If you were wondering when Nido Qubein might step down as president of High Point University, now you know: not anytime soon.
When announcing an audacious (what else would you expect) a plan for the next 10 years at the university, school officials made clear last week that Qubein will be around to see it through.
Qubein, a businessman, author and motivational speaker who became the unlikely president of the private university in 2005, has had his contract extended through 2029. That means he will be 81 years old when he steps down. Unless, of course, he re-ups again after that.
That’s meant as a joke, but with Nido, well, you never know. He is irrepressible. He operates at only one speed: very fast. And he always seems to be working on the Next Big Thing.
Among the highlights of HPU’s vision for the decade to come:
A $700 million endowment for scholarships.
A more racially, ethnically and socio-economically diverse student body.
A major in hospitality management (HPU will open a new 30-room hotel on campus in 2020), among at least five other new academic programs.
A hockey arena for a new Division I hockey team.
A new library, admissions center and dining facilities, as well as an assortment of new academic, athletics and residential buildings.
All told, the university plans to invest $1 billion in scholarships and construction.
The plan also recognizes HPU’s rising profile as an economic engine for all of High Point. So, the university will convene a committee of city and university leaders to address broader issues in the community.
That stands to reason. On Qubein’s watch, the university has become much more involved in civic affairs. And it was Qubein who successfully led the fundraising to finance a downtown ballpark that is hoped to be a magnet for more development and activity in the center city.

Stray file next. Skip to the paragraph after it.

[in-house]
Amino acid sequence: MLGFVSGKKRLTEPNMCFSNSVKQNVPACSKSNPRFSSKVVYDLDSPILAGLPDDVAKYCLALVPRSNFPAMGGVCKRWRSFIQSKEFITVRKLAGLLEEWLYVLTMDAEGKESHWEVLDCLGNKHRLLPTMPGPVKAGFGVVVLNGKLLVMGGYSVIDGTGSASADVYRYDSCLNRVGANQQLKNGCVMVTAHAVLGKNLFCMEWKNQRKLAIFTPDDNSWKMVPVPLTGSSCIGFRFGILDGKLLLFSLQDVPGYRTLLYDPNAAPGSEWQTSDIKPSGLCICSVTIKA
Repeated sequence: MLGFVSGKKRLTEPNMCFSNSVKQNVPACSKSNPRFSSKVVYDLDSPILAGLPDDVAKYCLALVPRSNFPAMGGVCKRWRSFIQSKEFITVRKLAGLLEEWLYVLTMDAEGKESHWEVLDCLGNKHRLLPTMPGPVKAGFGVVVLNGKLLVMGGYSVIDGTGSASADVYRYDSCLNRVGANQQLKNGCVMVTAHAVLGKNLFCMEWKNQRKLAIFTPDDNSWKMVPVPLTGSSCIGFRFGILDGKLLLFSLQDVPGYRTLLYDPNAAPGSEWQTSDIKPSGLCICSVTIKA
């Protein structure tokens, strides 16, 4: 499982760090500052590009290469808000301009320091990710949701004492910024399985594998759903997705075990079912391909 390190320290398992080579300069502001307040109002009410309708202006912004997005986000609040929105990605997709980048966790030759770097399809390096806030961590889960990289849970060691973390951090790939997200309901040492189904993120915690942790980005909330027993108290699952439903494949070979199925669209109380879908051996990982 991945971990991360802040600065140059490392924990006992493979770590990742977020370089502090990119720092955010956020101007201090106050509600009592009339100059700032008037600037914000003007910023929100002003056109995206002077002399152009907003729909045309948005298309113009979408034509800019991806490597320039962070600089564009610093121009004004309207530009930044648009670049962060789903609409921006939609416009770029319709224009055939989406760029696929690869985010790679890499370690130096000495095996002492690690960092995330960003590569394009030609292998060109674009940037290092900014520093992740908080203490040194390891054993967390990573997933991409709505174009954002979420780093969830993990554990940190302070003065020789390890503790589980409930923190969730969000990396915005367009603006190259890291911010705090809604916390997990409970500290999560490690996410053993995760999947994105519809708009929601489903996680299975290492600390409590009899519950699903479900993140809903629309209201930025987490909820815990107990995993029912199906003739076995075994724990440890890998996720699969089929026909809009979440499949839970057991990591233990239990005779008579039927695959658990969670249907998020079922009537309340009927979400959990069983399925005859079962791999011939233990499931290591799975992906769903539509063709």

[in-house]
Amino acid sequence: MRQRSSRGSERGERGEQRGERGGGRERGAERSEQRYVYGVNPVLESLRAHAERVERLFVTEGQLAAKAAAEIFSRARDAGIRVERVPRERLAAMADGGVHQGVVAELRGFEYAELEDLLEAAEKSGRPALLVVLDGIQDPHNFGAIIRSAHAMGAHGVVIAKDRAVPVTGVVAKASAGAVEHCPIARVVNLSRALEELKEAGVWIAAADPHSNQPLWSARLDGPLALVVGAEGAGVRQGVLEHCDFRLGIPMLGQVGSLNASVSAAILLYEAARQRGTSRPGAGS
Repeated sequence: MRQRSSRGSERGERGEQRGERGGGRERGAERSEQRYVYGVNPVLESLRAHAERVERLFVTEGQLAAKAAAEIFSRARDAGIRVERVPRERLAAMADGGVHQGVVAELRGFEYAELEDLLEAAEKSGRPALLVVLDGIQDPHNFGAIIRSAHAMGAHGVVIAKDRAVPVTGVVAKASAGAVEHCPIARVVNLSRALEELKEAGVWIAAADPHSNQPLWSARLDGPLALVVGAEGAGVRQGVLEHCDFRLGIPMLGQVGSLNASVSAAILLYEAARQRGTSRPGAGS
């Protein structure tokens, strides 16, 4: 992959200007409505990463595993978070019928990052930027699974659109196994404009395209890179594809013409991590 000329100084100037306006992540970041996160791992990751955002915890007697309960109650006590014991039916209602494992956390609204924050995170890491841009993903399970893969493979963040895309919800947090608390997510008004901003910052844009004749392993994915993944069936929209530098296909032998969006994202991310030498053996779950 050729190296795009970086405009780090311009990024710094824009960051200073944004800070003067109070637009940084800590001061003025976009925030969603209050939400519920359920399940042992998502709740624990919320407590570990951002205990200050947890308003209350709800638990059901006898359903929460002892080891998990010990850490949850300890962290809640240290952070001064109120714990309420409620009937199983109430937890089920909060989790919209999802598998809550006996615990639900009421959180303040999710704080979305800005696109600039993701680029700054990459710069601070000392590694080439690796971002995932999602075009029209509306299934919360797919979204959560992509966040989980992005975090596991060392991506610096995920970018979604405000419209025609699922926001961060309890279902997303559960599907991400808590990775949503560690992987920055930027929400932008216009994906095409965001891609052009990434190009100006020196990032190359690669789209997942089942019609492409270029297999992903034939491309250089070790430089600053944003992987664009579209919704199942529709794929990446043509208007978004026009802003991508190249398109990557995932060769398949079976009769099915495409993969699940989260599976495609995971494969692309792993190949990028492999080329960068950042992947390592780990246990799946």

“High Point University has invested more than $2 billion on this campus since I arrived here in ’05,” Qubein said during a festive rollout of the school’s 10-year plan. “It’s an enormous investment, and we want to protect it. We also want to be in a dynamic city.”
Of course, as boxer Mike Tyson once said, “Everybody’s got a plan until they get punched in the mouth.”
But in Qubein’s case, he’s been doing the punching. He is that rare combination of a talker and a doer. A showman with substance.
Practically from Day One, he jolted the sleepy campus with his energy — and his extraordinary gift for raising money. Enrollment has more than tripled. There were 18 buildings on 91 acres when Qubein arrived. Now there are 128 buildings on 500 acres. The university’s annual impact on the regional economy is $800 million.
As for Qubein serving as president until he’s past 80, we’ll see. If anyone can, it’s him. But whether its rock star president retires sooner or later, HPU will need to prepare for it. For now, Qubein and the university are one brand, indivisible. But even if it’s 10 years from now, his tenure inevitably will end, and HPU will go on.
If the university is to continue to thrive beyond the Qubein era, it will need a plan for that, too.